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Music

Watch The Beatles perform 'Let It Be' for the very first time

@SamWKemp

There’s something so fascinating about watching a group of musicians learn a song before they fully appreciate its value. This video of The Beatles playing ‘Let It Be’ for the very first time is a fitting example. Paul McCartney can be heard guiding Lennon, Harrison and Starr through the song’s simple pop structure, announcing the arrival of the immortal chorus with an understated mumble of “and then it goes…”

Featured as the title track of The Beatle’s final album, ‘Let It Be‘ was written by Paul McCartney during the sessions for The White Album. It was a period of isolation for Paul, who must have felt as though he was the only member of The Beatles keen to keep moving ahead.

The lethargy of his fellow band members is clear from the above footage. As McCartney works to deliver his song as expertly as possible, Lennon and Harrison stare vacantly, hesitating before joining McCartney for the chorus.

McCartney did his best to remain upbeat during this period, but inside he was crumbling. Suddenly, the world he’d known since he was a teenager was beginning to fall apart.

Explaining the origins of ‘Let It Be’ Many Years From Now, Paul said: “One night during this tense time I had a dream I saw my mum, who’d been dead ten years or so. And it was so great to see her because that’s a wonderful thing about dreams: you actually are reunited with that person for a second; there they are and you appear to both be physically together again. It was so wonderful for me and she was very reassuring.”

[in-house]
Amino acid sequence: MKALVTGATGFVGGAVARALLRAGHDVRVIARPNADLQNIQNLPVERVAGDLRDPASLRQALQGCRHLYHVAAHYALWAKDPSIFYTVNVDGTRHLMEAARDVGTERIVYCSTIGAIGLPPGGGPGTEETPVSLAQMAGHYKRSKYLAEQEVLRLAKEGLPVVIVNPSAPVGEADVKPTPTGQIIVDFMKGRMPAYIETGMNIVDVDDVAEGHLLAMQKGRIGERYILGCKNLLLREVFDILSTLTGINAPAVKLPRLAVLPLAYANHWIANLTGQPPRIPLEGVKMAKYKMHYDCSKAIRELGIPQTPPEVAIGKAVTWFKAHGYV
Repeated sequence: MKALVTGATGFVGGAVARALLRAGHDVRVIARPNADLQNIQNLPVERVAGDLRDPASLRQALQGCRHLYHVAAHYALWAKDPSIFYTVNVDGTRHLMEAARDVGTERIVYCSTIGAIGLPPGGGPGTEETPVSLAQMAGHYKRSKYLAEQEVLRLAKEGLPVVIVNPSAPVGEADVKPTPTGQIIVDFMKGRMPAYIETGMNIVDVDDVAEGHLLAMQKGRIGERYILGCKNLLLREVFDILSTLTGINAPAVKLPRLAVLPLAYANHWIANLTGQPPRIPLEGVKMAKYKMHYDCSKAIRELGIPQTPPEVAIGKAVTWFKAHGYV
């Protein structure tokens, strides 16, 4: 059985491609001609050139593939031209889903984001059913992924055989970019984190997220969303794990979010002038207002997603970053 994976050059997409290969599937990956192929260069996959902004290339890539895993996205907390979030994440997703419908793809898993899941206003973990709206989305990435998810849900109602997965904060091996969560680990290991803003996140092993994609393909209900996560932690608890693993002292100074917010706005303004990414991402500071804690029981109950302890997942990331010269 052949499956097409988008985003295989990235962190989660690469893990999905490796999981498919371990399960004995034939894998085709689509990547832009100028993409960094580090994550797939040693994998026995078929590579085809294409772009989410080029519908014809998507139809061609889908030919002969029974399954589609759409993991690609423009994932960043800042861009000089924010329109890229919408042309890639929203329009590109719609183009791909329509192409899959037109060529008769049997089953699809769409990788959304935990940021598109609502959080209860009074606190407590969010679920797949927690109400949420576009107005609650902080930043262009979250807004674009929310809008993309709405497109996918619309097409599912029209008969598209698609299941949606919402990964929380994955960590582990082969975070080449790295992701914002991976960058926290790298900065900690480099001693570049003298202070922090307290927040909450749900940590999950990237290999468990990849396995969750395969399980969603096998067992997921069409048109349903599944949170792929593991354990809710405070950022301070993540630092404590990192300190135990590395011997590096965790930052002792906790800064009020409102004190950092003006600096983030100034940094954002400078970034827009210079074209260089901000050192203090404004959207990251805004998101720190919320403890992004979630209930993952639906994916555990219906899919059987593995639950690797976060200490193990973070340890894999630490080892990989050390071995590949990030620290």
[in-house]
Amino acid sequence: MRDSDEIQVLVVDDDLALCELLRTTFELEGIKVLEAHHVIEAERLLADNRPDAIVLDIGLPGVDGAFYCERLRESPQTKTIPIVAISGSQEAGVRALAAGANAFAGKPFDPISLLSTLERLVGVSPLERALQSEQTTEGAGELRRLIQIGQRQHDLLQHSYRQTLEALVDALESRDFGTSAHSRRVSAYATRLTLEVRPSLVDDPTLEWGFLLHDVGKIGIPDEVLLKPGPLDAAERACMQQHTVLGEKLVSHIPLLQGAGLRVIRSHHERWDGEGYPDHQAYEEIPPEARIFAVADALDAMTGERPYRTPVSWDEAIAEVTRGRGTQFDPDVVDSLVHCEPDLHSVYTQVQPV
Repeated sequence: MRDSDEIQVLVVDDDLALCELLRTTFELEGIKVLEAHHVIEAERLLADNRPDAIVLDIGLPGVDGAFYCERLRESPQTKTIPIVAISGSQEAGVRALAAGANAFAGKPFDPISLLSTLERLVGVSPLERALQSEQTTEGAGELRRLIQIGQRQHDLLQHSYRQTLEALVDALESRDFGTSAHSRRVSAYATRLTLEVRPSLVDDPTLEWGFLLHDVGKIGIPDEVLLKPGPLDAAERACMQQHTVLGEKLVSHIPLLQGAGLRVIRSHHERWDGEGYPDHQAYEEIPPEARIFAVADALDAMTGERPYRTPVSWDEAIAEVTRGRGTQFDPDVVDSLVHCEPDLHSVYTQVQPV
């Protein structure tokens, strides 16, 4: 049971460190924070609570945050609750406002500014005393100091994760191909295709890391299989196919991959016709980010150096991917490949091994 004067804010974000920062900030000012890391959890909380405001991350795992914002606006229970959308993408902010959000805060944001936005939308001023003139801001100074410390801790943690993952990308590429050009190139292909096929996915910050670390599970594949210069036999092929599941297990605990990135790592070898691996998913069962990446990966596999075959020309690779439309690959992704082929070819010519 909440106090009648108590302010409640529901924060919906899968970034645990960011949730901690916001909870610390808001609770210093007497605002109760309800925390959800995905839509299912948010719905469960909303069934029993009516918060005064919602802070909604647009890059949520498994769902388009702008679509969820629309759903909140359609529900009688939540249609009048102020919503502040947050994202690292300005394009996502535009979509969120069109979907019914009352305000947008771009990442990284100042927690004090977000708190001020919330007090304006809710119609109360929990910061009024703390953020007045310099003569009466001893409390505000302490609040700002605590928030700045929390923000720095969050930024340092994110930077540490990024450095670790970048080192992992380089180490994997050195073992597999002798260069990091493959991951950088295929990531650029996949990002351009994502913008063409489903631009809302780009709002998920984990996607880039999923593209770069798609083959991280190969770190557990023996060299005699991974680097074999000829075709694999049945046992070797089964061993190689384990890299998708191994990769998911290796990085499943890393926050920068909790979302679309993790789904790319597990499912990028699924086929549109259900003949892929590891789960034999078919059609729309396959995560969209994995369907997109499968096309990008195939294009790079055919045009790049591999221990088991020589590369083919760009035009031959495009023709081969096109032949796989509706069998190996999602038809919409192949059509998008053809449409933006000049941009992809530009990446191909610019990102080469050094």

McCartney continued: “In the dream she said, ‘It’ll be all right.’ I’m not sure if she used the words ‘Let it be’ but that was the gist of her advice, it was, ‘Don’t worry too much, it will turn out OK.’ It was such a sweet dream I woke up thinking, Oh, it was really great to visit with her again. I felt very blessed to have that dream. So that got me writing the song ‘Let It Be’.” I literally started off ‘Mother Mary’, which was her name, ‘When I find myself in times of trouble’, which I certainly found myself in. The song was based on that dream.”

Despite the fact the “mother Mary” line was a reference to Paul’s actual mother, Lennon despised the religious overtones it implied. He went so far as to ensure ‘Maggie Mae’, a song about a Liverpool prostitute, followed it on the album. The enduring popularity of ‘Let It Be’ would suggest that Lennon was wrong to be so critical.